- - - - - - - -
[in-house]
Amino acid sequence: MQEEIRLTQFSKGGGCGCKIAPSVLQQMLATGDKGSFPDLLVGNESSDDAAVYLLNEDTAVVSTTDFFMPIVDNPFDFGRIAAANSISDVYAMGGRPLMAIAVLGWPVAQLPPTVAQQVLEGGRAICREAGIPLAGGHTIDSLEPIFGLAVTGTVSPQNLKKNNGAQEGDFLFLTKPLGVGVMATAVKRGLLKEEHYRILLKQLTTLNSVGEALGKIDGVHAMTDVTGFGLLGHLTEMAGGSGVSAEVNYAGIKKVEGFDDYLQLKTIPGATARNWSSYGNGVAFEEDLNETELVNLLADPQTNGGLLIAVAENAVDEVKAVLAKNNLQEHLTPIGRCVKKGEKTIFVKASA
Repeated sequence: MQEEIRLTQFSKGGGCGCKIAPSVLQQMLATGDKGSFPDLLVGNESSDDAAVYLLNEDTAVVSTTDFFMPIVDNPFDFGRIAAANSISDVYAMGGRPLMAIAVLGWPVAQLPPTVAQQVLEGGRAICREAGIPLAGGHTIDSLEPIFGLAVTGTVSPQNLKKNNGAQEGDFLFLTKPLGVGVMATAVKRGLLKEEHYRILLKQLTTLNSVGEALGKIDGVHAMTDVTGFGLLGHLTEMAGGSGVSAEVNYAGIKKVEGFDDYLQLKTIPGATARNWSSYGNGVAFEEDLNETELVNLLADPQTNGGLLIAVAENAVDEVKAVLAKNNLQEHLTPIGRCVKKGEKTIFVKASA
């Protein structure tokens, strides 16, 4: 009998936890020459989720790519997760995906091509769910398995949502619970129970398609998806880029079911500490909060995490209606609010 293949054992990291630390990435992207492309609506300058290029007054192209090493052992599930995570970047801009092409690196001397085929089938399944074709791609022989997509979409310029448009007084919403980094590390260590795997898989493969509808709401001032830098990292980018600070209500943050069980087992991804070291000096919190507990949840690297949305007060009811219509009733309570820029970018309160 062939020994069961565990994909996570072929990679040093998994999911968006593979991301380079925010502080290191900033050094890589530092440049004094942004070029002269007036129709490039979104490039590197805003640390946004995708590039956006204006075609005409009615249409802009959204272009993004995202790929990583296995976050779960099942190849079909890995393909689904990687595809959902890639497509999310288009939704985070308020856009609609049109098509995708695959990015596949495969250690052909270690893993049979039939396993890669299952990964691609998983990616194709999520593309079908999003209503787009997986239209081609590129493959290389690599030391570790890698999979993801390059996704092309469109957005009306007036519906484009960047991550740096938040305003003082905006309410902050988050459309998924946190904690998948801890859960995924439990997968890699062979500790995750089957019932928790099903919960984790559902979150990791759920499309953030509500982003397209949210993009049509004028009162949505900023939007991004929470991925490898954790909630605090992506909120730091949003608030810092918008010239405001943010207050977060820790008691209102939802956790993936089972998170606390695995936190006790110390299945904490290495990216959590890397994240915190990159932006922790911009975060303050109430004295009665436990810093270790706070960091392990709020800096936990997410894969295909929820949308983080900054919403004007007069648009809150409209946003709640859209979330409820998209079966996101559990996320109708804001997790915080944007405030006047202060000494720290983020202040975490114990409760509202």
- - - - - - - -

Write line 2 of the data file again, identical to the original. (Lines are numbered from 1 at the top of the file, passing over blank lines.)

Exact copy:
Amino acid sequence: MQEEIRLTQFSKGGGCGCKIAPSVLQQMLATGDKGSFPDLLVGNESSDDAAVYLLNEDTAVVSTTDFFMPIVDNPFDFGRIAAANSISDVYAMGGRPLMAIAVLGWPVAQLPPTVAQQVLEGGRAICREAGIPLAGGHTIDSLEPIFGLAVTGTVSPQNLKKNNGAQEGDFLFLTKPLGVGVMATAVKRGLLKEEHYRILLKQLTTLNSVGEALGKIDGVHAMTDVTGFGLLGHLTEMAGGSGVSAEVNYAGIKKVEGFDDYLQLKTIPGATARNWSSYGNGVAFEEDLNETELVNLLADPQTNGGLLIAVAENAVDEVKAVLAKNNLQEHLTPIGRCVKKGEKTIFVKASA